Health & Science

Here’s What You Need To Know About The Face Covering Order In Harris County

Harris County Judge Lina Hidalgo ordered most residents to wear a face covering when leaving the house. Here’s what you should know.

Rep. Sheila Jackson Lee wears a face mask at a press conference announcing increased testing at the Harris County Jail Tuesday.

Harris County Judge Lina Hidalgo issued an order on Wednesday, requiring residents ages 10 and over to wear some sort of protective face covering when in public for 30 days, effective Monday.

While face coverings have been worn by many individuals already, the new order could present some difficulty to those who have not been able to acquire a mask, or who don’t have another way to cover the face.

The order requires all people over 10 wear a mask or face covering over the nose and mouth when leaving the home. That includes in pharmacies and grocery stores, on public transit, or at workplaces in which people will be unable to adhere to six feet of social distance, Hidalgo said.

Exceptions include when eating or drinking, when exercising or doing physical activities outdoors, when alone in a single space either indoors or outdoors, at home with other people who live with you, or when wearing a face covering poses a “mental, physical, safety or security risk,” including people who have trouble breathing, according to the order.

The county will not provide any face coverings, but the city of Houston will provide a limited supply, according to Mayor Sylvester Turner.

On Thursday, after Turner's daily press conference at 3 p.m., his office plans to announce more than 70,000 face coverings for vulnerable communities. Additionally, distributions will take place Thursday at Lone Star Community College.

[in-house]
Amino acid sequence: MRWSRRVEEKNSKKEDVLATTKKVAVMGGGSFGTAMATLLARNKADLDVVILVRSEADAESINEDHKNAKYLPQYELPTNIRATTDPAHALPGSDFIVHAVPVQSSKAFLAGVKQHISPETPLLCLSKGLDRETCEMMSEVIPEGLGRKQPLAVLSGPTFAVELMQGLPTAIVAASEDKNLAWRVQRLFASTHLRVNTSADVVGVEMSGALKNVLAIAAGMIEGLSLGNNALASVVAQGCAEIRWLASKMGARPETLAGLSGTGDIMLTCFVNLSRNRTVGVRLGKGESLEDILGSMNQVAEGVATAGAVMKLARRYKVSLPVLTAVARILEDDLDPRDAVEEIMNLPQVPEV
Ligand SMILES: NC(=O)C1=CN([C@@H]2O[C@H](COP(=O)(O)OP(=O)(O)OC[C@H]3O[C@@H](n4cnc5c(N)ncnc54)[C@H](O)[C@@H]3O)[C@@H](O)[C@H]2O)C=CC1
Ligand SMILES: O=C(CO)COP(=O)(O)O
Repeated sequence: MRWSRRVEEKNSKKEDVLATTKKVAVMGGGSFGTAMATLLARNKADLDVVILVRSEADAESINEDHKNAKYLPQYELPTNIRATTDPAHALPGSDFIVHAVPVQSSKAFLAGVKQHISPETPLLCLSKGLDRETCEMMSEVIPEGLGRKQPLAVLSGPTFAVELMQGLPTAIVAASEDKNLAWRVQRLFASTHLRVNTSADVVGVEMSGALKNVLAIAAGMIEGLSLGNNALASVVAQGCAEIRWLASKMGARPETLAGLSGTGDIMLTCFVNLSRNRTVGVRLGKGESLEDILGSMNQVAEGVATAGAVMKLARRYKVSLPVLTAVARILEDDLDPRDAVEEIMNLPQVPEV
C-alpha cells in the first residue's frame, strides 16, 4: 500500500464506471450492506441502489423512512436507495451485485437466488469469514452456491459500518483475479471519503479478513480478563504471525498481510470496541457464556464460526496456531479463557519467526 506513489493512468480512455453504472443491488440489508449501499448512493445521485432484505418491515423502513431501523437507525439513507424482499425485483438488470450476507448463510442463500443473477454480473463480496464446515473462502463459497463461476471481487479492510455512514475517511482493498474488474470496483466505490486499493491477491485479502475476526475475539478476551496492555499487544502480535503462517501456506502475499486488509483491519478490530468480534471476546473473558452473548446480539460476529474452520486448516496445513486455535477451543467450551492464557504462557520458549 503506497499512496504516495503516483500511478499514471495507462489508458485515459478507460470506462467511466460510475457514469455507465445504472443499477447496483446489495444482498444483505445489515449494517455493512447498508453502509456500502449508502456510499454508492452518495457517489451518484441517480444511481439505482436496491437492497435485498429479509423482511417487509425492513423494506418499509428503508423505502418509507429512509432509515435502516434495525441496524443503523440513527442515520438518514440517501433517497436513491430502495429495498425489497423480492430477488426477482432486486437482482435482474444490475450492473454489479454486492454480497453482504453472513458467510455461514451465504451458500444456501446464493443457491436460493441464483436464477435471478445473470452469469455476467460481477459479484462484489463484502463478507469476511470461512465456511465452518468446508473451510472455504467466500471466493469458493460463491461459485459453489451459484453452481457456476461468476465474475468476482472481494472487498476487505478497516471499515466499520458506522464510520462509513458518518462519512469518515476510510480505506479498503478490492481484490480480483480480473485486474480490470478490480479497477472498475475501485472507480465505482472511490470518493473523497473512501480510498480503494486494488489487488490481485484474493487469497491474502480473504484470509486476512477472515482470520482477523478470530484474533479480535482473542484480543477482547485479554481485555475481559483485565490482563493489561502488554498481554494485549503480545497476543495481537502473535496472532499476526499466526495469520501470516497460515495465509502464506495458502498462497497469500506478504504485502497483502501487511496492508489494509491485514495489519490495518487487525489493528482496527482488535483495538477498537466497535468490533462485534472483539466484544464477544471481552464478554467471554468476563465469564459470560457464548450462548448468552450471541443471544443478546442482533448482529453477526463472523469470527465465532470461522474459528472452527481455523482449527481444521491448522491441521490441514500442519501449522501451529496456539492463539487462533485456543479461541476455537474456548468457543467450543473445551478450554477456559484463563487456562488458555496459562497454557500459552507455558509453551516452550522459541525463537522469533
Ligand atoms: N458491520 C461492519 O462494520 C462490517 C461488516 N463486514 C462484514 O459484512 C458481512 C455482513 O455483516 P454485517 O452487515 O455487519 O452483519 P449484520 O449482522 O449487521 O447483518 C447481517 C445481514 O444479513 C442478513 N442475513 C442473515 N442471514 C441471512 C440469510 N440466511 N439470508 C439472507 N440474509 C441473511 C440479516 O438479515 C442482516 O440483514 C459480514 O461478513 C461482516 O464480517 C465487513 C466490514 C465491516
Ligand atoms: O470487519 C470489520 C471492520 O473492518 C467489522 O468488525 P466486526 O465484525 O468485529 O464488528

If accessing those locations proves difficult, scarves, bandanas, handkerchiefs and home-made masks can be used as alternatives, Hidalgo’s office said. Her office also encouraged people not to use medical or N95 masks, so as to make them available for health care providers and first responders.

The Center for Disease Control and Prevention has proposed multiple ways to create a face covering using a sewing machine, an old t-shirt or a bandanna, which can be found here.

The CDC also provided guidance on how to wear the face covering. According to the agency, face coverings should fit snugly but comfortably against the side of the face, be secured with ties or ear loops, include multiple layers of fabric, and allow for breathing without restriction.

Masks should also be “routinely washed depending on the frequency of use,” in a washing machine if possible, the CDC said.

When removing a face covering, people should be careful not to touch eyes, nose, or mouth, and wash hands immediately after taking it off, the agency said.

Hidalgo’s office recommended, but did not order, children under 10 to wear masks. And the CDC recommends face coverings not be placed on children under the age of 2, anyone who has trouble breathing, or is “unconscious, incapacitated or otherwise unable to remove the mask without assistance.”

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